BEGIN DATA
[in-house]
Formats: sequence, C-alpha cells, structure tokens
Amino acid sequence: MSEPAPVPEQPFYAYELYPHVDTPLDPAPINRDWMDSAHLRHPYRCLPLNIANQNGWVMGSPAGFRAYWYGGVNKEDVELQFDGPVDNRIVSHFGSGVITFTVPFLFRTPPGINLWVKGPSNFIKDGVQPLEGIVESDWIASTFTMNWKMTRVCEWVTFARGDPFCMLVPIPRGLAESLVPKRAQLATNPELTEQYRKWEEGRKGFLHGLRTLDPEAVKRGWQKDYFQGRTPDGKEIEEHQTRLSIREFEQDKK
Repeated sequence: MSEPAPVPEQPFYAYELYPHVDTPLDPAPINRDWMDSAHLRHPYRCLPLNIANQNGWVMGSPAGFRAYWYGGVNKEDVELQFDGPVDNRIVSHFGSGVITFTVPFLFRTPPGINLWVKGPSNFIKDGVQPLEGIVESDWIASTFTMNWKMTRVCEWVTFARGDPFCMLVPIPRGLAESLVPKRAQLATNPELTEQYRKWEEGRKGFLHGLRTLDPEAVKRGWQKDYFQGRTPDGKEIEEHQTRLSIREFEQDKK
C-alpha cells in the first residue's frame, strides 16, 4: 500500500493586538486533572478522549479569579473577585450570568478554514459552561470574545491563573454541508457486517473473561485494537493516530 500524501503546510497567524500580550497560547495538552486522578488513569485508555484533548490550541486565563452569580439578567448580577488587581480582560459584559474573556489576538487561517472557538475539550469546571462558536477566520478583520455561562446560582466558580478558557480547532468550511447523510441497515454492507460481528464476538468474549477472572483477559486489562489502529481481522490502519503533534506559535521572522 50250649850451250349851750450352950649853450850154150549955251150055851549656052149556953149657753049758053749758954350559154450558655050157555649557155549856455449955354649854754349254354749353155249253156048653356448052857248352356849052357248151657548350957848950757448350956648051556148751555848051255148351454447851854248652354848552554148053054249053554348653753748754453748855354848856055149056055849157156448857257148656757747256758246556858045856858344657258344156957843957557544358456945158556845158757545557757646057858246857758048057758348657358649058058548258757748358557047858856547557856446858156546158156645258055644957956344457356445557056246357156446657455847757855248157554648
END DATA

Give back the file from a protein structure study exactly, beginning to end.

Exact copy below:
[in-house]
Formats: sequence, C-alpha cells, structure tokens
Amino acid sequence: MSEPAPVPEQPFYAYELYPHVDTPLDPAPINRDWMDSAHLRHPYRCLPLNIANQNGWVMGSPAGFRAYWYGGVNKEDVELQFDGPVDNRIVSHFGSGVITFTVPFLFRTPPGINLWVKGPSNFIKDGVQPLEGIVESDWIASTFTMNWKMTRVCEWVTFARGDPFCMLVPIPRGLAESLVPKRAQLATNPELTEQYRKWEEGRKGFLHGLRTLDPEAVKRGWQKDYFQGRTPDGKEIEEHQTRLSIREFEQDKK
Repeated sequence: MSEPAPVPEQPFYAYELYPHVDTPLDPAPINRDWMDSAHLRHPYRCLPLNIANQNGWVMGSPAGFRAYWYGGVNKEDVELQFDGPVDNRIVSHFGSGVITFTVPFLFRTPPGINLWVKGPSNFIKDGVQPLEGIVESDWIASTFTMNWKMTRVCEWVTFARGDPFCMLVPIPRGLAESLVPKRAQLATNPELTEQYRKWEEGRKGFLHGLRTLDPEAVKRGWQKDYFQGRTPDGKEIEEHQTRLSIREFEQDKK
C-alpha cells in the first residue's frame, strides 16, 4: 500500500493586538486533572478522549479569579473577585450570568478554514459552561470574545491563573454541508457486517473473561485494537493516530 500524501503546510497567524500580550497560547495538552486522578488513569485508555484533548490550541486565563452569580439578567448580577488587581480582560459584559474573556489576538487561517472557538475539550469546571462558536477566520478583520455561562446560582466558580478558557480547532468550511447523510441497515454492507460481528464476538468474549477472572483477559486489562489502529481481522490502519503533534506559535521572522 50250649850451250349851750450352950649853450850154150549955251150055851549656052149556953149657753049758053749758954350559154450558655050157555649557155549856455449955354649854754349254354749353155249253156048653356448052857248352356849052357248151657548350957848950757448350956648051556148751555848051255148351454447851854248652354848552554148053054249053554348653753748754453748855354848856055149056055849157156448857257148656757747256758246556858045856858344657258344156957843957557544358456945158556845158757545557757646057858246857758048057758348657358649058058548258757748358557047858856547557856446858156546158156645258055644957956344457356445557056246357156446657455847757855248157554648